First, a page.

By Published on .

Newspapers earned $38.2 billion in national advertising dollars during 1996, according to Newspaper Association of America.

But what fraction of that sum actually went into smaller-circulation titles that comprise so much of the market?

That's a figure that's more difficult to determine.

State newspaper associations claim "one-order, one-bill" systems collectively send $200 million into smaller-circulation newspapers (see related story on Page S-4).


Newspaper National Network and state associations credit "one-order, one-bill" as a step forward.

There are times, however, when a national advertiser can't justify local ad placement.

According to Pam Israel, assistant media planner, Ketchum Advertising, San Francisco, that's not always practical for client Pacific Telesis Group when it is introducing new services to large markets. Ketchum handles local media buys for Pacific Telesis in California and Nevada.

"There has been an increased concern on the part of advertisers to get into the local markets, but sometimes the products they're launching aren't available at first in those markets," says Ms. Israel.


On the other hand, other types of messages Ketchum places for Pacific Telesis work better in local venues. Ms. Israel cites an example of a campaign created by Goodby, Silverstein & Partners for Pacific Telesis touting the company's fast response following a natural disaster. Ketchum made the media buys.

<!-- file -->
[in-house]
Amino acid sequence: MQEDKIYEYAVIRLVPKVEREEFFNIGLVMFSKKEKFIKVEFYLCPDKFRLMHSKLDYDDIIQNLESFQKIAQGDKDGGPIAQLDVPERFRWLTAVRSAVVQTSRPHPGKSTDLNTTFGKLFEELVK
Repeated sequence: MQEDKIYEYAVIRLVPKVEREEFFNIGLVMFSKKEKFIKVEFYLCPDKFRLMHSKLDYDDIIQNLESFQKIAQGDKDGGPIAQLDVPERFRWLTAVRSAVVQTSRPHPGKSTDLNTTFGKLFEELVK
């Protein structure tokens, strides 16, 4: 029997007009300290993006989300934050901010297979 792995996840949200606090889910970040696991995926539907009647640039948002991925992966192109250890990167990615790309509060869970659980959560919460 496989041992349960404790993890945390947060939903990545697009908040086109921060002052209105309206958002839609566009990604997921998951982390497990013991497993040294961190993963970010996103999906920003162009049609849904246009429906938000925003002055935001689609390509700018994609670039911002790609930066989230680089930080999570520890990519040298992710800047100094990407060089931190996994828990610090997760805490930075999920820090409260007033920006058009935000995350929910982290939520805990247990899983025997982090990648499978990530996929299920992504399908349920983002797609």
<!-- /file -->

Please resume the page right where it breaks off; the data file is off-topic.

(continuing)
Mary Menard, national advertising manager for Alameda Newspaper Group, which publishes The Oakland Tribune and other Oakland County papers, says most of the Trib's income from national advertisers making NNN buys has been incremental. It's difficult for her to influence a national advertiser's decision to buy in her region through NNN, she says.

"One of the things we have a problem with is if there's [an NNN] buy in part of our region, we find out too late . . . and then there's nothing we can do about it," she says.

As a result, the Trib does not benefit from the buy.


NNN has handled ads for Nestle USA's Nescafe and Merck*& Co. pharmaceuticals in the Trib, but the buying organization's revenue contribution to the paper represents less than 5% of its national ad dollars.

National advertisers, she says, "are looking for more ways to get in through the back door or via retail promotions. Sometimes, they switch their advertising dollars to promotional dollars. The difference hasn't been earth-shaking."

One way NNN is encouraging national advertisers to test the "one-order, one-bill" concept, according to Carol Carasick, NNN's director of media and marketing, is to make ad buys in formats smaller than a page. That's something she says many national advertisers aren't always in the habit of considering.

"I think that may be the way it is, but I do think it's changing. Advertisers are going deepr into their markets," says Sharla Trillo, director of the California Newspaper Network, which handles "one-order, one-bill" buying for California Newspaper Publishers Association.

Ms. Trillo's organization placed $30 million in ads during 1996 and expects to double that this year.

The reason, in part, may be an increase from ad buying that extends beyond California's borders. Out-of-state buys for clients including J.C. Penney Co. and auto body chain Earl Scheib Inc. accounted for 10% of Ms. Trillo's business in 1996. She expects it to account for 20% in 1997.

Regardless of how national advertisers are finding their way into smaller-market newspapers, "National advertisers are becoming more targeted with their

Most Popular
In this article: